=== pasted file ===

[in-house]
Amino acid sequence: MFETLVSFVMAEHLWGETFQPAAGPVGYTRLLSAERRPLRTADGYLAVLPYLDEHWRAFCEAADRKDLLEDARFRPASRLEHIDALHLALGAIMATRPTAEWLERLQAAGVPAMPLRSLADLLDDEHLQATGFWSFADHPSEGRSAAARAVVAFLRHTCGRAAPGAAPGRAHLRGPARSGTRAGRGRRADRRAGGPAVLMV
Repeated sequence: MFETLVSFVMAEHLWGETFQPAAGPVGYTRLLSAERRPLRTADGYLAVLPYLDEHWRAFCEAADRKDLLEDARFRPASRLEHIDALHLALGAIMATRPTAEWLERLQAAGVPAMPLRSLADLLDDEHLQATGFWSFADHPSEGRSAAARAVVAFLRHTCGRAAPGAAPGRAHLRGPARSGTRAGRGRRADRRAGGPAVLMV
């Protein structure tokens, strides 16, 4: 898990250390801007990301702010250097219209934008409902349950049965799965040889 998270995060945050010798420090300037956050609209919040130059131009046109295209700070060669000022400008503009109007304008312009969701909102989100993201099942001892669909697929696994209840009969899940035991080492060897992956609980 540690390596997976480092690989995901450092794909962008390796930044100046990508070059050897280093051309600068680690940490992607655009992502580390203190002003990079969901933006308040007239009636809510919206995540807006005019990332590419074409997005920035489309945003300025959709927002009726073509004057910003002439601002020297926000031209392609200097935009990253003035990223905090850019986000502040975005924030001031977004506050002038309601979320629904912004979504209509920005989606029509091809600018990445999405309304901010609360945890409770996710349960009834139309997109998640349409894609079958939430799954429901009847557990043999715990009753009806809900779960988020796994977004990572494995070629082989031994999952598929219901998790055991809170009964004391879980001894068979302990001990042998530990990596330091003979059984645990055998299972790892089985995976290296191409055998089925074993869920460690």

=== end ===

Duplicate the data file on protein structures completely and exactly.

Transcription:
[in-house]
Amino acid sequence: MFETLVSFVMAEHLWGETFQPAAGPVGYTRLLSAERRPLRTADGYLAVLPYLDEHWRAFCEAADRKDLLEDARFRPASRLEHIDALHLALGAIMATRPTAEWLERLQAAGVPAMPLRSLADLLDDEHLQATGFWSFADHPSEGRSAAARAVVAFLRHTCGRAAPGAAPGRAHLRGPARSGTRAGRGRRADRRAGGPAVLMV
Repeated sequence: MFETLVSFVMAEHLWGETFQPAAGPVGYTRLLSAERRPLRTADGYLAVLPYLDEHWRAFCEAADRKDLLEDARFRPASRLEHIDALHLALGAIMATRPTAEWLERLQAAGVPAMPLRSLADLLDDEHLQATGFWSFADHPSEGRSAAARAVVAFLRHTCGRAAPGAAPGRAHLRGPARSGTRAGRGRRADRRAGGPAVLMV
């Protein structure tokens, strides 16, 4: 898990250390801007990301702010250097219209934008409902349950049965799965040889 998270995060945050010798420090300037956050609209919040130059131009046109295209700070060669000022400008503009109007304008312009969701909102989100993201099942001892669909697929696994209840009969899940035991080492060897992956609980 540690390596997976480092690989995901450092794909962008390796930044100046990508070059050897280093051309600068680690940490992607655009992502580390203190002003990079969901933006308040007239009636809510919206995540807006005019990332590419074409997005920035489309945003300025959709927002009726073509004057910003002439601002020297926000031209392609200097935009990253003035990223905090850019986000502040975005924030001031977004506050002038309601979320629904912004979504209509920005989606029509091809600018990445999405309304901010609360945890409770996710349960009834139309997109998640349409894609079958939430799954429901009847557990043999715990009753009806809900779960988020796994977004990572494995070629082989031994999952598929219901998790055991809170009964004391879980001894068979302990001990042998530990990596330091003979059984645990055998299972790892089985995976290296191409055998089925074993869920460690």